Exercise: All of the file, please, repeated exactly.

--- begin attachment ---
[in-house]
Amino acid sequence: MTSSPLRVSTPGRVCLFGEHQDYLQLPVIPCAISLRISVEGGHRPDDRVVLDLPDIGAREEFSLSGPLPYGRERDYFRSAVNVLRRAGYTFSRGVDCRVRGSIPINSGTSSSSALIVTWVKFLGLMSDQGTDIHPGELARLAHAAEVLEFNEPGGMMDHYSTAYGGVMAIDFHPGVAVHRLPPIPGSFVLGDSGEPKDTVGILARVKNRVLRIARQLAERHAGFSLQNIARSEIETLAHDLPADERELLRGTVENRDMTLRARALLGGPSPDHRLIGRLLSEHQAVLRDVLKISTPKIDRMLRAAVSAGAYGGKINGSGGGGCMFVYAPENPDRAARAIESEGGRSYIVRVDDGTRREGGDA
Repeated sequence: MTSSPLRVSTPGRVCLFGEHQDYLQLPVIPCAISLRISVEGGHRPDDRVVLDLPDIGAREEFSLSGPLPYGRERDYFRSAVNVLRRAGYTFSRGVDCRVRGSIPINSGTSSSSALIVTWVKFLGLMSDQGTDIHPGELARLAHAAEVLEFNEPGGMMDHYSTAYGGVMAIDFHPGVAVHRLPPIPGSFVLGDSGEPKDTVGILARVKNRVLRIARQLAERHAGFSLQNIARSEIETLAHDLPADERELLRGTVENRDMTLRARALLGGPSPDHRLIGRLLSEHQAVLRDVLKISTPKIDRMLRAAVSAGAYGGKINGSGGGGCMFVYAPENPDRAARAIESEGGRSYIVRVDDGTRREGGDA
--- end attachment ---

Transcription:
[in-house]
Amino acid sequence: MTSSPLRVSTPGRVCLFGEHQDYLQLPVIPCAISLRISVEGGHRPDDRVVLDLPDIGAREEFSLSGPLPYGRERDYFRSAVNVLRRAGYTFSRGVDCRVRGSIPINSGTSSSSALIVTWVKFLGLMSDQGTDIHPGELARLAHAAEVLEFNEPGGMMDHYSTAYGGVMAIDFHPGVAVHRLPPIPGSFVLGDSGEPKDTVGILARVKNRVLRIARQLAERHAGFSLQNIARSEIETLAHDLPADERELLRGTVENRDMTLRARALLGGPSPDHRLIGRLLSEHQAVLRDVLKISTPKIDRMLRAAVSAGAYGGKINGSGGGGCMFVYAPENPDRAARAIESEGGRSYIVRVDDGTRREGGDA
Repeated sequence: MTSSPLRVSTPGRVCLFGEHQDYLQLPVIPCAISLRISVEGGHRPDDRVVLDLPDIGAREEFSLSGPLPYGRERDYFRSAVNVLRRAGYTFSRGVDCRVRGSIPINSGTSSSSALIVTWVKFLGLMSDQGTDIHPGELARLAHAAEVLEFNEPGGMMDHYSTAYGGVMAIDFHPGVAVHRLPPIPGSFVLGDSGEPKDTVGILARVKNRVLRIARQLAERHAGFSLQNIARSEIETLAHDLPADERELLRGTVENRDMTLRARALLGGPSPDHRLIGRLLSEHQAVLRDVLKISTPKIDRMLRAAVSAGAYGGKINGSGGGGCMFVYAPENPDRAARAIESEGGRSYIVRVDDGTRREGGDA